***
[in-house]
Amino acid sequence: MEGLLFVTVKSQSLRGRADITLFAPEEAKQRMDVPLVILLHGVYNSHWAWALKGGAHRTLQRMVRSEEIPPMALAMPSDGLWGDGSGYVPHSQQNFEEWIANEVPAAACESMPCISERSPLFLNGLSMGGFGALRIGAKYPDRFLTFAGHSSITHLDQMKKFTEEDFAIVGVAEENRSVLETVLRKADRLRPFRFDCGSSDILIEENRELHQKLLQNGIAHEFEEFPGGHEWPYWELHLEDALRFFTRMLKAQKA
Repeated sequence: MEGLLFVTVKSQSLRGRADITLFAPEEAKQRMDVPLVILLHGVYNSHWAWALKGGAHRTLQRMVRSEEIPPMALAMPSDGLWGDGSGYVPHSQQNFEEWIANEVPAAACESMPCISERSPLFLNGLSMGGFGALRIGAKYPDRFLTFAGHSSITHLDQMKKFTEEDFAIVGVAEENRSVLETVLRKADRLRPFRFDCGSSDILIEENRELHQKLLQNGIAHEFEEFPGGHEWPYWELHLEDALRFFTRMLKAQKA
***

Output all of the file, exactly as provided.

[in-house]
Amino acid sequence: MEGLLFVTVKSQSLRGRADITLFAPEEAKQRMDVPLVILLHGVYNSHWAWALKGGAHRTLQRMVRSEEIPPMALAMPSDGLWGDGSGYVPHSQQNFEEWIANEVPAAACESMPCISERSPLFLNGLSMGGFGALRIGAKYPDRFLTFAGHSSITHLDQMKKFTEEDFAIVGVAEENRSVLETVLRKADRLRPFRFDCGSSDILIEENRELHQKLLQNGIAHEFEEFPGGHEWPYWELHLEDALRFFTRMLKAQKA
Repeated sequence: MEGLLFVTVKSQSLRGRADITLFAPEEAKQRMDVPLVILLHGVYNSHWAWALKGGAHRTLQRMVRSEEIPPMALAMPSDGLWGDGSGYVPHSQQNFEEWIANEVPAAACESMPCISERSPLFLNGLSMGGFGALRIGAKYPDRFLTFAGHSSITHLDQMKKFTEEDFAIVGVAEENRSVLETVLRKADRLRPFRFDCGSSDILIEENRELHQKLLQNGIAHEFEEFPGGHEWPYWELHLEDALRFFTRMLKAQKA